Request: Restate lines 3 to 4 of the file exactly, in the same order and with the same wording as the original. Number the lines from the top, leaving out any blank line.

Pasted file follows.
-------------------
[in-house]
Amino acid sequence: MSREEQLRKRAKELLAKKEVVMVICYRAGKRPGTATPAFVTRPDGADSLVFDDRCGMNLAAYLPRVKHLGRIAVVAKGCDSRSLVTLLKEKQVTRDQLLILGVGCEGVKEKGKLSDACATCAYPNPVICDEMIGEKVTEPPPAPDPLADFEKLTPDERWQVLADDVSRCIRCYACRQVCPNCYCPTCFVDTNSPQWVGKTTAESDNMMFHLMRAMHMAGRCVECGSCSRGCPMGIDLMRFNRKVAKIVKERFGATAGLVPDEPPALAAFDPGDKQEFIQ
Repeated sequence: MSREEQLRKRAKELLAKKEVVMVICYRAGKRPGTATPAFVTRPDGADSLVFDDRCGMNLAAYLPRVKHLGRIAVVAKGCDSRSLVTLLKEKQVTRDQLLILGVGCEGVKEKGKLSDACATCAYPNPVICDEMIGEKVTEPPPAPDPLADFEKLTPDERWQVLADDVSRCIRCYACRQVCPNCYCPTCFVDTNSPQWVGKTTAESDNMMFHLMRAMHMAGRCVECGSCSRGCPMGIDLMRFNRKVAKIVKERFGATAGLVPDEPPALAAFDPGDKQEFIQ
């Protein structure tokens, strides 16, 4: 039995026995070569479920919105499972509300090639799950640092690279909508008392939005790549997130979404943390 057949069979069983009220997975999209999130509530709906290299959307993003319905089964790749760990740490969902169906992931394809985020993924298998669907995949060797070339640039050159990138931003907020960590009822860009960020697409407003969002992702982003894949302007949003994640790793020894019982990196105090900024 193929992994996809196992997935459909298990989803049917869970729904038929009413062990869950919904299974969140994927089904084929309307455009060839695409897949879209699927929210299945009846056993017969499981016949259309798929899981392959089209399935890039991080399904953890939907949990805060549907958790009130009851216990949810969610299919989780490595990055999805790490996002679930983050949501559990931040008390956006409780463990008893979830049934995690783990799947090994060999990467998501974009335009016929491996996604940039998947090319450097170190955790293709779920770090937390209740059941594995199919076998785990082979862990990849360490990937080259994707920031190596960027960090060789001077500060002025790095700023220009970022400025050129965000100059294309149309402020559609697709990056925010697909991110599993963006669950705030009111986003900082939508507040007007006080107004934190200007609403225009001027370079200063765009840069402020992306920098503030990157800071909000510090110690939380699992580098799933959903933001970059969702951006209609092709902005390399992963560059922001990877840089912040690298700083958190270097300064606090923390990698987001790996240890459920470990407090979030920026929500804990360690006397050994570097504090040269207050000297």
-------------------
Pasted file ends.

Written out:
Repeated sequence: MSREEQLRKRAKELLAKKEVVMVICYRAGKRPGTATPAFVTRPDGADSLVFDDRCGMNLAAYLPRVKHLGRIAVVAKGCDSRSLVTLLKEKQVTRDQLLILGVGCEGVKEKGKLSDACATCAYPNPVICDEMIGEKVTEPPPAPDPLADFEKLTPDERWQVLADDVSRCIRCYACRQVCPNCYCPTCFVDTNSPQWVGKTTAESDNMMFHLMRAMHMAGRCVECGSCSRGCPMGIDLMRFNRKVAKIVKERFGATAGLVPDEPPALAAFDPGDKQEFIQ
């Protein structure tokens, strides 16, 4: 039995026995070569479920919105499972509300090639799950640092690279909508008392939005790549997130979404943390 057949069979069983009220997975999209999130509530709906290299959307993003319905089964790749760990740490969902169906992931394809985020993924298998669907995949060797070339640039050159990138931003907020960590009822860009960020697409407003969002992702982003894949302007949003994640790793020894019982990196105090900024 193929992994996809196992997935459909298990989803049917869970729904038929009413062990869950919904299974969140994927089904084929309307455009060839695409897949879209699927929210299945009846056993017969499981016949259309798929899981392959089209399935890039991080399904953890939907949990805060549907958790009130009851216990949810969610299919989780490595990055999805790490996002679930983050949501559990931040008390956006409780463990008893979830049934995690783990799947090994060999990467998501974009335009016929491996996604940039998947090319450097170190955790293709779920770090937390209740059941594995199919076998785990082979862990990849360490990937080259994707920031190596960027960090060789001077500060002025790095700023220009970022400025050129965000100059294309149309402020559609697709990056925010697909991110599993963006669950705030009111986003900082939508507040007007006080107004934190200007609403225009001027370079200063765009840069402020992306920098503030990157800071909000510090110690939380699992580098799933959903933001970059969702951006209609092709902005390399992963560059922001990877840089912040690298700083958190270097300064606090923390990698987001790996240890459920470990407090979030920026929500804990360690006397050994570097504090040269207050000297």